Cancer drug delivery made possible by “masked” bacteria

March 18, 2022
Cancer drug delivery made possible by “masked” bacteria

Researchers have developed a cloaking system that temporarily hides therapeutic bacteria from immune detection, in cancer-ridden mouse models. Professors of engineering at Columbia University School of Engineering and Applied Science (Columbia Engineering), programmed gene circuits to build a protective molecular “cloak” around bacteria – this ingenious system opens up a new drug delivery strategy specifically for metastasised and distal tumours.

According to data, the ideal bacteria should be able to evade the immune system as it makes its way to the tumour. Once the job is done, the bacteria must also be safely eliminated in other parts of the body to minimise toxicity.

[Despite their intended use for drug delivery, bacteria are nevertheless alive and can proliferate within the body. They are detected by the body’s immune systems as foreign and dangerous, causing high inflammatory response – too much bacteria translates to high toxicity while too little bacteria means no therapeutic efficacy.]

Columbia Engineering researchers focused on capsular polysaccharides (CAP) which are sugar polymers that coat bacterial surfaces to engineer a new system was called inducible CAP, or iCAP. In nature, CAP helps many bacteria to protect themselves from attacks including immune systems.

iCAP then allows for “programmable and dynamic alteration of the bacterial cell surface” using a small molecule known as IPTG. iCAP enabled the researchers to control the time to which bacteria can survive in human blood, in this case by tuning how much IPTG they give to the iCAP E. coli.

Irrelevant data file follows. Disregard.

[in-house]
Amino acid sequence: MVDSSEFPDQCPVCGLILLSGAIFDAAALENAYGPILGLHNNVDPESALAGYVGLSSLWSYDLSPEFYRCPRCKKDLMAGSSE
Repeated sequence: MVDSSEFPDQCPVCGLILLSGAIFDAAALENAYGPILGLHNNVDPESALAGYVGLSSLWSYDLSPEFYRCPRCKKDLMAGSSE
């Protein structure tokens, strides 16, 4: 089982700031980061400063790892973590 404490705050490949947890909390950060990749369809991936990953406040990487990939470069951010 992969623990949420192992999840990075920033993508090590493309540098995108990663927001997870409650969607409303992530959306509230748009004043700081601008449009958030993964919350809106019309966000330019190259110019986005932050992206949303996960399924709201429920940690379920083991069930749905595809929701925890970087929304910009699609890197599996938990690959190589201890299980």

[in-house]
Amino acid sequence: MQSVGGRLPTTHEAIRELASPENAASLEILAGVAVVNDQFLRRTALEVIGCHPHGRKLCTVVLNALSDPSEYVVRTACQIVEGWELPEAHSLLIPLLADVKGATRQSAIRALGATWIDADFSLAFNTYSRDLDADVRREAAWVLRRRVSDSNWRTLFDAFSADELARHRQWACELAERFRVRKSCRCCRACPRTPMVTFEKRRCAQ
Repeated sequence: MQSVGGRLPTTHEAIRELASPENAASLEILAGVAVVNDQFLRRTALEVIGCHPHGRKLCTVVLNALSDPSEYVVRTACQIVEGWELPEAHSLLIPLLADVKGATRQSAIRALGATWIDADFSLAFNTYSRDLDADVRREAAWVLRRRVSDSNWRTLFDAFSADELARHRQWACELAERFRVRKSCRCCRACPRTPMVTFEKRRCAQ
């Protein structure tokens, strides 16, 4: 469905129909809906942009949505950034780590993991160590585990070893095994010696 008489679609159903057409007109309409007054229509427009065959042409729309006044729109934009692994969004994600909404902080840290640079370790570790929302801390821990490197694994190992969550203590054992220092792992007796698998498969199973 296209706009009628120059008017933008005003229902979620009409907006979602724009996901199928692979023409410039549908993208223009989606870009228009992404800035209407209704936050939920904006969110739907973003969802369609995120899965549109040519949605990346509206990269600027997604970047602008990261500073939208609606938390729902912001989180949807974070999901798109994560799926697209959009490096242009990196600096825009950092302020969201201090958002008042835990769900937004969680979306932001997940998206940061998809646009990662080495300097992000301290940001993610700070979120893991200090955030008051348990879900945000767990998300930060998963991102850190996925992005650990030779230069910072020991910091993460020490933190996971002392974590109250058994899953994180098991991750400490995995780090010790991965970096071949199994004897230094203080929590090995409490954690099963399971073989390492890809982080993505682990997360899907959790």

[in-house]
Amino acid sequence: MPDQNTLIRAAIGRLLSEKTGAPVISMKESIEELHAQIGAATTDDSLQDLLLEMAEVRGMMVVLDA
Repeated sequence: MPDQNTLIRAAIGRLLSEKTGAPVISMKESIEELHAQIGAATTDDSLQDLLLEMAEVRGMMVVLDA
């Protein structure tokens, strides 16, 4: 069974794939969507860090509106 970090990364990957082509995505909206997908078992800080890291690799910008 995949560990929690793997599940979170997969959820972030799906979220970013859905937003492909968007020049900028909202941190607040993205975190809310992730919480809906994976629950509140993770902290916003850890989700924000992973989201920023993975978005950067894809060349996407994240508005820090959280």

However, when the researchers did not give IPTG to the animal subjects, the E. coli iCAP was noted to lose its encapsulation over time and was easier to be eliminated in other parts of the body, thus minimising toxicity.

Additionally, the iCAP system was able to control both tumour growth and bacterial leakage in the animal models. Past studies have shown that low levels of bacteria leak out from tumours upon tumour growth. But with iCAP the researchers demonstrated controllable bacterial migration within the body – they injected E. coli iCAP into one tumour, fed the mice with water containing IPTG, activated iCAP within the tumour, and saw E. coli iCAP leak out and migrate to uninjected tumours.

Kam Leong, Columbia’s Samuel H. Sheng Professor of Biomedical Engineering, said, “Bacterial cancer therapy holds unique advantages over conventional drug therapy, such as efficient targeting of the tumour tissue and programmable drug release. Potential toxicity has been limiting its full potential. The cloaking approach presented in this study may address this critical issue.”

Read: Cancer drug delivery made more potent with microbubbles

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Category: Education, Features

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